It thrilled us to see so much high-quality, cross-platform content on display at Unite Europe. Iestyn Lloyd and Adam Simonar were two speakers at our dev conference who talked about creating gorgeous graphics with an efficiency that was near-impossible before Unity 5.
“The distance to beautiful visuals is much shorter now”
Adam Simonar was onstage at Unite Europe to talk about Real-time Global Illumination (GI) (powered by Geomerics Enlighten), together with Jim Chaney, Engineering Manager at Geomerics, and Kasper Storm Engelstoft, a programmer at Unity.
He is a Studio Director and a Lead Level Designer at NVYVE Studios, a Canadian studio with a background in architectural visualization. Recently, his small team has branched out and are busy developing PAMELA, a sci-fi horror survival game coming soon for PC.
“Real-time GI enables us to create a world that would have been close to impossible in Unity 4,” he says. “We knew the kind of look and feel that we wanted to achieve, but the highly dynamic nature of the environment was a huge lighting challenge before Unity 5”.
The light tells the story
In PAMELA the action takes place in a vast, futuristic city, with sprawling areas for the player to explore. Adam says that showing the transition from day to night in the game is crucial to setting the mood. But day and night cycles are difficult to show in interiors because all the light is bounced. He points out the key detail of the glowing neon tubes in the scenes that change from a calm blue at day to an unsettling red-orange at night.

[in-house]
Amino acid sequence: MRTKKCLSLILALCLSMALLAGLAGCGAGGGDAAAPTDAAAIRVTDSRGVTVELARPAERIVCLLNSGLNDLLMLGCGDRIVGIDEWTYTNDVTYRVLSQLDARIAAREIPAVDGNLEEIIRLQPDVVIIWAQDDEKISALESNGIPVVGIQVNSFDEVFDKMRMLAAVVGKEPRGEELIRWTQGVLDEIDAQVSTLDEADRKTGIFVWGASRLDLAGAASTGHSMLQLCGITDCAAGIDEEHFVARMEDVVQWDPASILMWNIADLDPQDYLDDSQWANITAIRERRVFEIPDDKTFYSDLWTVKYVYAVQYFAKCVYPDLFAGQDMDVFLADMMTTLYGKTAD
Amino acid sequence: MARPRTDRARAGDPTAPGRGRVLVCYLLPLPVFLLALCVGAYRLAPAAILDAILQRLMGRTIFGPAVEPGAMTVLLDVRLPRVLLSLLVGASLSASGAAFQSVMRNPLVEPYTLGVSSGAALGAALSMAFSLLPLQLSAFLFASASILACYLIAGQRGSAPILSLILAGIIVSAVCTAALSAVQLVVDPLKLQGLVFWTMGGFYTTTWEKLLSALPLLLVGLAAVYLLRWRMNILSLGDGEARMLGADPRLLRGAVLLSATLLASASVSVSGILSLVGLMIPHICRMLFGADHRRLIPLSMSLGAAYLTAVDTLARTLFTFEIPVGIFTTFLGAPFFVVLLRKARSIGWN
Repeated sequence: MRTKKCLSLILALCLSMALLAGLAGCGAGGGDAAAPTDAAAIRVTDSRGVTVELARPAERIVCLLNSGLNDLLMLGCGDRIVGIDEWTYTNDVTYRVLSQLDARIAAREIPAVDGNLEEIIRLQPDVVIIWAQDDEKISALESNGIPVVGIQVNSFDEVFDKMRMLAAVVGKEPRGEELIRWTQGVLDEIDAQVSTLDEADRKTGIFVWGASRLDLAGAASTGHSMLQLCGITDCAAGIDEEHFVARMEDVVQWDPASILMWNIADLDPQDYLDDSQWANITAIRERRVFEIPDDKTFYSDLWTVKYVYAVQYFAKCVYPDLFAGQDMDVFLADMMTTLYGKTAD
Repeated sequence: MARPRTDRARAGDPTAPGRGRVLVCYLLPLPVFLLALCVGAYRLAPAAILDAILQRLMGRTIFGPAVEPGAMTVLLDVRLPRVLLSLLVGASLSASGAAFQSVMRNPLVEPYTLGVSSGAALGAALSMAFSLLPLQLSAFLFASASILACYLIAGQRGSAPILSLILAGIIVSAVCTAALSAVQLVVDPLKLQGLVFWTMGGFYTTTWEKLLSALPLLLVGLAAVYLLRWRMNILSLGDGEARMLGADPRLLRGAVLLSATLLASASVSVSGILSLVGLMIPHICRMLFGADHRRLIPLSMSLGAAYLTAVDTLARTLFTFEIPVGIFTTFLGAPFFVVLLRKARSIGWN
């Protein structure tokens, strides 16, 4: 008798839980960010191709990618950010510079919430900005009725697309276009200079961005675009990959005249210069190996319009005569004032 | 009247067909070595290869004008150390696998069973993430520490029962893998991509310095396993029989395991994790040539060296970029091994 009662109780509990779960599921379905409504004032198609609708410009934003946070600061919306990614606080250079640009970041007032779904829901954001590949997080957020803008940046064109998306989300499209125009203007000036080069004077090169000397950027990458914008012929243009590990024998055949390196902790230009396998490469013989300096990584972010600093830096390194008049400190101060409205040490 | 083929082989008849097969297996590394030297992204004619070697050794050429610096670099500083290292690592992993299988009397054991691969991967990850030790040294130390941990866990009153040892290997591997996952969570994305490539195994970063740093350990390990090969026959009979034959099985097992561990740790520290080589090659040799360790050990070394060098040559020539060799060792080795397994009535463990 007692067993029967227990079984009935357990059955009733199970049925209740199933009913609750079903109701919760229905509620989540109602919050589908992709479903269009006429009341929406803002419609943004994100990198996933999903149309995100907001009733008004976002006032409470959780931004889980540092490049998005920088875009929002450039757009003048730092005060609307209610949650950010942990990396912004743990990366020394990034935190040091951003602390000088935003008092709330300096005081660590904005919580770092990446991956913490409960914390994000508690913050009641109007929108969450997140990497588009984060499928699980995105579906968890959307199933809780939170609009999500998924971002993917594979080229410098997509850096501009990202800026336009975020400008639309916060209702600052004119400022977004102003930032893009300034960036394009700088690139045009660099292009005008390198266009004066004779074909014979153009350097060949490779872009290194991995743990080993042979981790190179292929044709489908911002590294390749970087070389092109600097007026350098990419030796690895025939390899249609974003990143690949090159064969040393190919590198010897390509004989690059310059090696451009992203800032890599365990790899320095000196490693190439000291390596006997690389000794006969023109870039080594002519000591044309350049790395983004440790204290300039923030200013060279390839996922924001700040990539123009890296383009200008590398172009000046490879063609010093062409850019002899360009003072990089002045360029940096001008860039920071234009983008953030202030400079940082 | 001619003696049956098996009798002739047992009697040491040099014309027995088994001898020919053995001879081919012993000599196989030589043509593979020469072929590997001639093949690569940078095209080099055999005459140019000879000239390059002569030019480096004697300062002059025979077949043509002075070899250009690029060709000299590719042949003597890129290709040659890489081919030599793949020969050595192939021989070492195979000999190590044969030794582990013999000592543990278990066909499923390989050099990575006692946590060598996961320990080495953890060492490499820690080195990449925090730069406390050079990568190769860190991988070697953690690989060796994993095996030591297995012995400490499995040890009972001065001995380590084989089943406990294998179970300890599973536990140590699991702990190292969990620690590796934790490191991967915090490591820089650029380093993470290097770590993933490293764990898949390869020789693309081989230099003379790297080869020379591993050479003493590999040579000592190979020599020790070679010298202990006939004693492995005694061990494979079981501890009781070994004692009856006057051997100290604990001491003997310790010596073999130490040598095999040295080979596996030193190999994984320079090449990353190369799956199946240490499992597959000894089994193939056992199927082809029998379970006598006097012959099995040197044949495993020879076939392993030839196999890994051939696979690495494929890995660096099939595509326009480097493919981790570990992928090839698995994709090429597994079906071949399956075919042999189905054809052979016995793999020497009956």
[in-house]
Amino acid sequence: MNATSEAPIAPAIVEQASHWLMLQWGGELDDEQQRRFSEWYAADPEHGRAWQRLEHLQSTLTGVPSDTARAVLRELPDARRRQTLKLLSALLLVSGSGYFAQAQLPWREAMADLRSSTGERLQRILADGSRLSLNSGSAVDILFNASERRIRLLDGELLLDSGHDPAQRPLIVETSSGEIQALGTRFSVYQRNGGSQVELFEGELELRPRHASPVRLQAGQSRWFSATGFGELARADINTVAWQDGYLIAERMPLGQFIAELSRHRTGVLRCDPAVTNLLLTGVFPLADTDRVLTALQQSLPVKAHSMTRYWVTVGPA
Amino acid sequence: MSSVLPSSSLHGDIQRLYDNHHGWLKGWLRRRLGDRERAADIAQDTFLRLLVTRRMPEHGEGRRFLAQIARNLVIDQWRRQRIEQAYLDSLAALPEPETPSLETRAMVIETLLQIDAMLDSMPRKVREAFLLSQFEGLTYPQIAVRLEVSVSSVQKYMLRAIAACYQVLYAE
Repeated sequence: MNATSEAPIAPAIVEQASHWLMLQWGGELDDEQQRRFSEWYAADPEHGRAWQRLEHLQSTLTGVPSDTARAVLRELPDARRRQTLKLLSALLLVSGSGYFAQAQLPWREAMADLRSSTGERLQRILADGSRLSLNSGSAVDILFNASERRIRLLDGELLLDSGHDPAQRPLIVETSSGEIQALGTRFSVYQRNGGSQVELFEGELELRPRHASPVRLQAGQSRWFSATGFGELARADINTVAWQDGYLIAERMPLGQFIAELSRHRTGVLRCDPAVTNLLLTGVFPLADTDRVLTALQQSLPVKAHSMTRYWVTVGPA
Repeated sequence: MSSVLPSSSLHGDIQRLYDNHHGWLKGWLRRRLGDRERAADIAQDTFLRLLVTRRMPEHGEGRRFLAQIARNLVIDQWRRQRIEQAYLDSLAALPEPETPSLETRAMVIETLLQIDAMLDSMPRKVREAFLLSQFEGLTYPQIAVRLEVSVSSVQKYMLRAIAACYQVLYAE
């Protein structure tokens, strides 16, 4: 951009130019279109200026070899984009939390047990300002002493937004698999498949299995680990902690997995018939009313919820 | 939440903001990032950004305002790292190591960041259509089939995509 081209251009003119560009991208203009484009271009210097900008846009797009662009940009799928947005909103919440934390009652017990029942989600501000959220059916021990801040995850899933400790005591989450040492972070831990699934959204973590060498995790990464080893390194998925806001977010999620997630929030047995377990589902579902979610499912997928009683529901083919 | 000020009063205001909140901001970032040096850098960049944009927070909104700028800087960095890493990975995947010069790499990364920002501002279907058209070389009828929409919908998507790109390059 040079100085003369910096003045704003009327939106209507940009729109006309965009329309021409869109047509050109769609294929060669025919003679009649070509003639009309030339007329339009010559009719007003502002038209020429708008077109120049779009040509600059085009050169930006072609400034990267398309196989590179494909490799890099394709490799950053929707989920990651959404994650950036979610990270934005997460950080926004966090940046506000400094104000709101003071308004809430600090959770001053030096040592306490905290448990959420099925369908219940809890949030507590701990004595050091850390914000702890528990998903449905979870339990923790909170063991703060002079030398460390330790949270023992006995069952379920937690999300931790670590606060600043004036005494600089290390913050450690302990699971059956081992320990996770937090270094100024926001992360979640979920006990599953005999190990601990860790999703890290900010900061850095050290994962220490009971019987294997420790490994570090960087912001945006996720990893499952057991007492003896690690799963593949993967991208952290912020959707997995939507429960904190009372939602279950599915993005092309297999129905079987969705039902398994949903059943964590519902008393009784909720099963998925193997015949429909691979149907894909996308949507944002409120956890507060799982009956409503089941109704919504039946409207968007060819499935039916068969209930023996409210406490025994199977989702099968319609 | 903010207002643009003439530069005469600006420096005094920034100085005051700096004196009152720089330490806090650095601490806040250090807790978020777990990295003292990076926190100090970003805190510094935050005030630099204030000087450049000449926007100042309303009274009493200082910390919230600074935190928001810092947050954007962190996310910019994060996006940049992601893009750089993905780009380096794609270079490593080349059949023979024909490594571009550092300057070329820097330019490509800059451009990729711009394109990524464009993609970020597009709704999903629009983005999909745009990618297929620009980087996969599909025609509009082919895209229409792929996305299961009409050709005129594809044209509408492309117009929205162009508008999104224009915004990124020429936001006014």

“We’ve been able to create dramatic light effects, all of it done in real-time with emissive material in Unity 5,” says Adam. “Working with emissive materials is great from a performance standpoint, as well as often being a faster way to create content. Lighting is now much more a part of the design process, as we’re able to iterate with different light setups very easily.”
“You can make your graphics look like anything you want in Unity 5”
Iestyn Lloyd, a BAFTA-winning developer gave two talks at Unite Europe. In his first session he explained how he took his Dropship diorama (featured in the Unity 5 trailer) from good to gorgeous with Unity 5. He used the Standard Shader, Real-time GI, Reflection Probes (“the most wonderful things because they make everything shiny”) and loads of Post-Processing Special Effects, together with a number of Asset Store items (see below).
A high-end toolset that anyone can jump into
“Unity 5 is now up there with the engines traditionally known for great graphics,” he says. He calls himself both a programmer and a self-taught technical artist, and says that “for too long there’s been a division between programmers and artists. I think the tools in Unity 5 and the available plugins will actually help to drive greater ‘graphics literacy’ because they’re so affordable yet so well made. They allow you to step out of your comfort zone, to actually develop your own style and iterate away on it.”
He told his audience that “it’s so important to cut loose during your spare time, when you’re not working to any constraints, and see what Unity 5 can do. It’s a chance to build up a portfolio, which is useful because it’s only going to be a few years until these effects can be used on multiple devices, even high-end mobile.”
A few of their favorite shiny things from the Asset Store
Not surprisingly both developers are Asset Store fans. Their top picks include: Allegorithmic Substances, Alloy Physical Shader Framework, Amplify Color, Andromeda Station, SE Natural Bloom and Dirty Lens and SpeedTree. Iestyn also points out that Substance Designer, Substance Painter and Quixel are good for learning how to work with physically-based shading.